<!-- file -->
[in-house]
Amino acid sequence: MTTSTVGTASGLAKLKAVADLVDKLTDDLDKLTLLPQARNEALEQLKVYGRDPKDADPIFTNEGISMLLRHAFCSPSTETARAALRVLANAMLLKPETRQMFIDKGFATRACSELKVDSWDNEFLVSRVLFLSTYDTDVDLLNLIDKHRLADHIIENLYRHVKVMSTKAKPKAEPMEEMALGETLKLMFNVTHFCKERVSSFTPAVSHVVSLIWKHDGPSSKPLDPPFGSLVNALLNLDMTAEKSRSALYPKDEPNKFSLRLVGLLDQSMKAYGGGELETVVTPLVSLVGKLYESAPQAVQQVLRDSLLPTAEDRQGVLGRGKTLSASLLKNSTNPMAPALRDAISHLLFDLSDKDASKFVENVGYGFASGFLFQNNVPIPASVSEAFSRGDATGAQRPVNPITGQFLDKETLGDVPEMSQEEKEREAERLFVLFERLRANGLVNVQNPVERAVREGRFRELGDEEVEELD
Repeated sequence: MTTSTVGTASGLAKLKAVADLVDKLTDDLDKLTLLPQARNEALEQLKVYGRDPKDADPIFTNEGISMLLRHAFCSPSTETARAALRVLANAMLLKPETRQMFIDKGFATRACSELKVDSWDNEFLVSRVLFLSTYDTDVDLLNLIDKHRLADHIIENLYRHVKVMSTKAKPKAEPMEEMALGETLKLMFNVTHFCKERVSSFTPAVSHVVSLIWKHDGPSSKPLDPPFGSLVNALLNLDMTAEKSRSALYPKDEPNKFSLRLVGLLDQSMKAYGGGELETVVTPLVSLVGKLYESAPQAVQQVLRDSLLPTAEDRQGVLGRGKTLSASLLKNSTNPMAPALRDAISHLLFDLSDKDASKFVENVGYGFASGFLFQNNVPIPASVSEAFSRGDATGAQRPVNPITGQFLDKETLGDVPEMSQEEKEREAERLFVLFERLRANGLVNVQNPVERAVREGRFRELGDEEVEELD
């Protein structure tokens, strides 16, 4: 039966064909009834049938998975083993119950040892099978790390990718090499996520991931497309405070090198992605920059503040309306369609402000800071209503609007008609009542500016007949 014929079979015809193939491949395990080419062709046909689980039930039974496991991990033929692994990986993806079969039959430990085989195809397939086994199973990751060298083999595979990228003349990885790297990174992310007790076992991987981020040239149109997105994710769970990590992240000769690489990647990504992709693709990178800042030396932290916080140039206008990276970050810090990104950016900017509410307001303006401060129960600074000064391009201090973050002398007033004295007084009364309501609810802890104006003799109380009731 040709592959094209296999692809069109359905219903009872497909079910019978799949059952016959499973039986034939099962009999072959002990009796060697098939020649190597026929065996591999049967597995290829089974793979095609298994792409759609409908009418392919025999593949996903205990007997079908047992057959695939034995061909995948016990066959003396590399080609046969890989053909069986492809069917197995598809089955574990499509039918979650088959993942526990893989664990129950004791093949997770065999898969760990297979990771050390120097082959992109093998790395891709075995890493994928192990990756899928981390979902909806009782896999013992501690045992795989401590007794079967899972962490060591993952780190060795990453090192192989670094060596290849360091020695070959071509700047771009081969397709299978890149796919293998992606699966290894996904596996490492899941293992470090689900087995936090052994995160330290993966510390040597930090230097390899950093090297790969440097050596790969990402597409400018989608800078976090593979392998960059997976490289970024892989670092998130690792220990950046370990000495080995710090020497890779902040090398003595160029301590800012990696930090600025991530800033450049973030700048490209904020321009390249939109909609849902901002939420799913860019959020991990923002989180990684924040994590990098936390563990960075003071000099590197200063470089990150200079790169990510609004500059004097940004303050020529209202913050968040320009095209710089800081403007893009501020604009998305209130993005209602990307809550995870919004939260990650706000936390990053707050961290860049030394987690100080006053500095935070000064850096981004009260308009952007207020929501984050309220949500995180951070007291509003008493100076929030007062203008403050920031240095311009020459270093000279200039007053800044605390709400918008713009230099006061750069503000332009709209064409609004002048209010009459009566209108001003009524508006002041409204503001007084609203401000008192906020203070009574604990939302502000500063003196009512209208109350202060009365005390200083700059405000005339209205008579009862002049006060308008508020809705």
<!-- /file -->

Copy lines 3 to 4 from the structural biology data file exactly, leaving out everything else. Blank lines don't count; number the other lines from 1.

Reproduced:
Repeated sequence: MTTSTVGTASGLAKLKAVADLVDKLTDDLDKLTLLPQARNEALEQLKVYGRDPKDADPIFTNEGISMLLRHAFCSPSTETARAALRVLANAMLLKPETRQMFIDKGFATRACSELKVDSWDNEFLVSRVLFLSTYDTDVDLLNLIDKHRLADHIIENLYRHVKVMSTKAKPKAEPMEEMALGETLKLMFNVTHFCKERVSSFTPAVSHVVSLIWKHDGPSSKPLDPPFGSLVNALLNLDMTAEKSRSALYPKDEPNKFSLRLVGLLDQSMKAYGGGELETVVTPLVSLVGKLYESAPQAVQQVLRDSLLPTAEDRQGVLGRGKTLSASLLKNSTNPMAPALRDAISHLLFDLSDKDASKFVENVGYGFASGFLFQNNVPIPASVSEAFSRGDATGAQRPVNPITGQFLDKETLGDVPEMSQEEKEREAERLFVLFERLRANGLVNVQNPVERAVREGRFRELGDEEVEELD
């Protein structure tokens, strides 16, 4: 039966064909009834049938998975083993119950040892099978790390990718090499996520991931497309405070090198992605920059503040309306369609402000800071209503609007008609009542500016007949 014929079979015809193939491949395990080419062709046909689980039930039974496991991990033929692994990986993806079969039959430990085989195809397939086994199973990751060298083999595979990228003349990885790297990174992310007790076992991987981020040239149109997105994710769970990590992240000769690489990647990504992709693709990178800042030396932290916080140039206008990276970050810090990104950016900017509410307001303006401060129960600074000064391009201090973050002398007033004295007084009364309501609810802890104006003799109380009731 040709592959094209296999692809069109359905219903009872497909079910019978799949059952016959499973039986034939099962009999072959002990009796060697098939020649190597026929065996591999049967597995290829089974793979095609298994792409759609409908009418392919025999593949996903205990007997079908047992057959695939034995061909995948016990066959003396590399080609046969890989053909069986492809069917197995598809089955574990499509039918979650088959993942526990893989664990129950004791093949997770065999898969760990297979990771050390120097082959992109093998790395891709075995890493994928192990990756899928981390979902909806009782896999013992501690045992795989401590007794079967899972962490060591993952780190060795990453090192192989670094060596290849360091020695070959071509700047771009081969397709299978890149796919293998992606699966290894996904596996490492899941293992470090689900087995936090052994995160330290993966510390040597930090230097390899950093090297790969440097050596790969990402597409400018989608800078976090593979392998960059997976490289970024892989670092998130690792220990950046370990000495080995710090020497890779902040090398003595160029301590800012990696930090600025991530800033450049973030700048490209904020321009390249939109909609849902901002939420799913860019959020991990923002989180990684924040994590990098936390563990960075003071000099590197200063470089990150200079790169990510609004500059004097940004303050020529209202913050968040320009095209710089800081403007893009501020604009998305209130993005209602990307809550995870919004939260990650706000936390990053707050961290860049030394987690100080006053500095935070000064850096981004009260308009952007207020929501984050309220949500995180951070007291509003008493100076929030007062203008403050920031240095311009020459270093000279200039007053800044605390709400918008713009230099006061750069503000332009709209064409609004002048209010009459009566209108001003009524508006002041409204503001007084609203401000008192906020203070009574604990939302502000500063003196009512209208109350202060009365005390200083700059405000005339209205008579009862002049006060308008508020809705």